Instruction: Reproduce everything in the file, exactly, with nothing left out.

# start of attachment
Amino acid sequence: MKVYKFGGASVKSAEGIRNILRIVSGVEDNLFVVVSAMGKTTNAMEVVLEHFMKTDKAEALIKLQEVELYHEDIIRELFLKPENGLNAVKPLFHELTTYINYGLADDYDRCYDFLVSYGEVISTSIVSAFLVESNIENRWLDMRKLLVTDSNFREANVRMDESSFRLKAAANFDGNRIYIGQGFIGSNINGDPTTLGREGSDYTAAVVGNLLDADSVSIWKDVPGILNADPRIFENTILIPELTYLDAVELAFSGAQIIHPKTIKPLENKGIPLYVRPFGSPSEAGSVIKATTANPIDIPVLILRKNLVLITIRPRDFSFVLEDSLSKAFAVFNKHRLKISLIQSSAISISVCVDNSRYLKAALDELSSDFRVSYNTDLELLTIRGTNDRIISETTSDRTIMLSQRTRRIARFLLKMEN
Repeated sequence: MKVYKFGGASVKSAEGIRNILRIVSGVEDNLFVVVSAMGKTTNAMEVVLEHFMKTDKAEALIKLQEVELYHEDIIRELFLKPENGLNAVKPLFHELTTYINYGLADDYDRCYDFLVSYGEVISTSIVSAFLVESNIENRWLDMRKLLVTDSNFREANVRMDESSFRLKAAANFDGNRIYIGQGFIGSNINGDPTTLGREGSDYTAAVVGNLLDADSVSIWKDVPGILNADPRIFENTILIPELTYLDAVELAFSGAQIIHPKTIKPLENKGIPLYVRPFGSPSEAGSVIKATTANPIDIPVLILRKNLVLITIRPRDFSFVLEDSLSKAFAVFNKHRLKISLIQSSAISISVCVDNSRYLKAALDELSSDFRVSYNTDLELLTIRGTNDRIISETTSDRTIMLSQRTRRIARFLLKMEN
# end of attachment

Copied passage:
Amino acid sequence: MKVYKFGGASVKSAEGIRNILRIVSGVEDNLFVVVSAMGKTTNAMEVVLEHFMKTDKAEALIKLQEVELYHEDIIRELFLKPENGLNAVKPLFHELTTYINYGLADDYDRCYDFLVSYGEVISTSIVSAFLVESNIENRWLDMRKLLVTDSNFREANVRMDESSFRLKAAANFDGNRIYIGQGFIGSNINGDPTTLGREGSDYTAAVVGNLLDADSVSIWKDVPGILNADPRIFENTILIPELTYLDAVELAFSGAQIIHPKTIKPLENKGIPLYVRPFGSPSEAGSVIKATTANPIDIPVLILRKNLVLITIRPRDFSFVLEDSLSKAFAVFNKHRLKISLIQSSAISISVCVDNSRYLKAALDELSSDFRVSYNTDLELLTIRGTNDRIISETTSDRTIMLSQRTRRIARFLLKMEN
Repeated sequence: MKVYKFGGASVKSAEGIRNILRIVSGVEDNLFVVVSAMGKTTNAMEVVLEHFMKTDKAEALIKLQEVELYHEDIIRELFLKPENGLNAVKPLFHELTTYINYGLADDYDRCYDFLVSYGEVISTSIVSAFLVESNIENRWLDMRKLLVTDSNFREANVRMDESSFRLKAAANFDGNRIYIGQGFIGSNINGDPTTLGREGSDYTAAVVGNLLDADSVSIWKDVPGILNADPRIFENTILIPELTYLDAVELAFSGAQIIHPKTIKPLENKGIPLYVRPFGSPSEAGSVIKATTANPIDIPVLILRKNLVLITIRPRDFSFVLEDSLSKAFAVFNKHRLKISLIQSSAISISVCVDNSRYLKAALDELSSDFRVSYNTDLELLTIRGTNDRIISETTSDRTIMLSQRTRRIARFLLKMEN